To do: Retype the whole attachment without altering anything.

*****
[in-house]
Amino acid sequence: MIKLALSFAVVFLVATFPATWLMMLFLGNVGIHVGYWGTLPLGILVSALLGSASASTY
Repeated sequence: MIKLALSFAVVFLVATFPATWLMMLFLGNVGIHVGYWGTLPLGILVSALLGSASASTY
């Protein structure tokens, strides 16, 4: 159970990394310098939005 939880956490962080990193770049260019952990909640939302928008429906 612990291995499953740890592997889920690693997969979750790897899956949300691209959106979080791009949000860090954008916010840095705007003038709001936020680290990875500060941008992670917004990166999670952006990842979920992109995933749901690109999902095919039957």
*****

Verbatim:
[in-house]
Amino acid sequence: MIKLALSFAVVFLVATFPATWLMMLFLGNVGIHVGYWGTLPLGILVSALLGSASASTY
Repeated sequence: MIKLALSFAVVFLVATFPATWLMMLFLGNVGIHVGYWGTLPLGILVSALLGSASASTY
């Protein structure tokens, strides 16, 4: 159970990394310098939005 939880956490962080990193770049260019952990909640939302928008429906 612990291995499953740890592997889920690693997969979750790897899956949300691209959106979080791009949000860090954008916010840095705007003038709001936020680290990875500060941008992670917004990166999670952006990842979920992109995933749901690109999902095919039957």